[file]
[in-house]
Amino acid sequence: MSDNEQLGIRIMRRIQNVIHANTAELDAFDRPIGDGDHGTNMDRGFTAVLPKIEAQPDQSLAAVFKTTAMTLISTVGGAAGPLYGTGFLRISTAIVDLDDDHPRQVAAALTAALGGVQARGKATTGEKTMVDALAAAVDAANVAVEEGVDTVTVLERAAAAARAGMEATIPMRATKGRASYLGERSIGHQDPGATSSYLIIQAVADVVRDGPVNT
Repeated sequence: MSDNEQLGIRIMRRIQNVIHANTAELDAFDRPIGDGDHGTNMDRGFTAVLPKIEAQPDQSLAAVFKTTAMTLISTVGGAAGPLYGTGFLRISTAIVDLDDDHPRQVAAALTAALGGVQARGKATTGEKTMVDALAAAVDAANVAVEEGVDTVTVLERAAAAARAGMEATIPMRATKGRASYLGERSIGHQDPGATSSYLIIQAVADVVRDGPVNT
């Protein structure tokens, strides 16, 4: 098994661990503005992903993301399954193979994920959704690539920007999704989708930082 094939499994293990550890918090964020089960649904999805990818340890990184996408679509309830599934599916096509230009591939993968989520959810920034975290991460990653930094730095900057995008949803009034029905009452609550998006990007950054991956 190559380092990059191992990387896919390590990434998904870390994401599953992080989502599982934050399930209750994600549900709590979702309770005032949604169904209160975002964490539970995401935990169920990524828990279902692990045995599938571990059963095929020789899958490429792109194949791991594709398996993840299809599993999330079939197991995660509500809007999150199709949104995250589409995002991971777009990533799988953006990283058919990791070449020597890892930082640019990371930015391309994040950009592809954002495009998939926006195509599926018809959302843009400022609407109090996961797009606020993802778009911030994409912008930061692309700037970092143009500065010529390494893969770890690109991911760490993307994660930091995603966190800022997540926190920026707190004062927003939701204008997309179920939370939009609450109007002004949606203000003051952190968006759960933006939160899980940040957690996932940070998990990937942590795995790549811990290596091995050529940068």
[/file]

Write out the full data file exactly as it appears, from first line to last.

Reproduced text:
[in-house]
Amino acid sequence: MSDNEQLGIRIMRRIQNVIHANTAELDAFDRPIGDGDHGTNMDRGFTAVLPKIEAQPDQSLAAVFKTTAMTLISTVGGAAGPLYGTGFLRISTAIVDLDDDHPRQVAAALTAALGGVQARGKATTGEKTMVDALAAAVDAANVAVEEGVDTVTVLERAAAAARAGMEATIPMRATKGRASYLGERSIGHQDPGATSSYLIIQAVADVVRDGPVNT
Repeated sequence: MSDNEQLGIRIMRRIQNVIHANTAELDAFDRPIGDGDHGTNMDRGFTAVLPKIEAQPDQSLAAVFKTTAMTLISTVGGAAGPLYGTGFLRISTAIVDLDDDHPRQVAAALTAALGGVQARGKATTGEKTMVDALAAAVDAANVAVEEGVDTVTVLERAAAAARAGMEATIPMRATKGRASYLGERSIGHQDPGATSSYLIIQAVADVVRDGPVNT
């Protein structure tokens, strides 16, 4: 098994661990503005992903993301399954193979994920959704690539920007999704989708930082 094939499994293990550890918090964020089960649904999805990818340890990184996408679509309830599934599916096509230009591939993968989520959810920034975290991460990653930094730095900057995008949803009034029905009452609550998006990007950054991956 190559380092990059191992990387896919390590990434998904870390994401599953992080989502599982934050399930209750994600549900709590979702309770005032949604169904209160975002964490539970995401935990169920990524828990279902692990045995599938571990059963095929020789899958490429792109194949791991594709398996993840299809599993999330079939197991995660509500809007999150199709949104995250589409995002991971777009990533799988953006990283058919990791070449020597890892930082640019990371930015391309994040950009592809954002495009998939926006195509599926018809959302843009400022609407109090996961797009606020993802778009911030994409912008930061692309700037970092143009500065010529390494893969770890690109991911760490993307994660930091995603966190800022997540926190920026707190004062927003939701204008997309179920939370939009609450109007002004949606203000003051952190968006759960933006939160899980940040957690996932940070998990990937942590795995790549811990290596091995050529940068």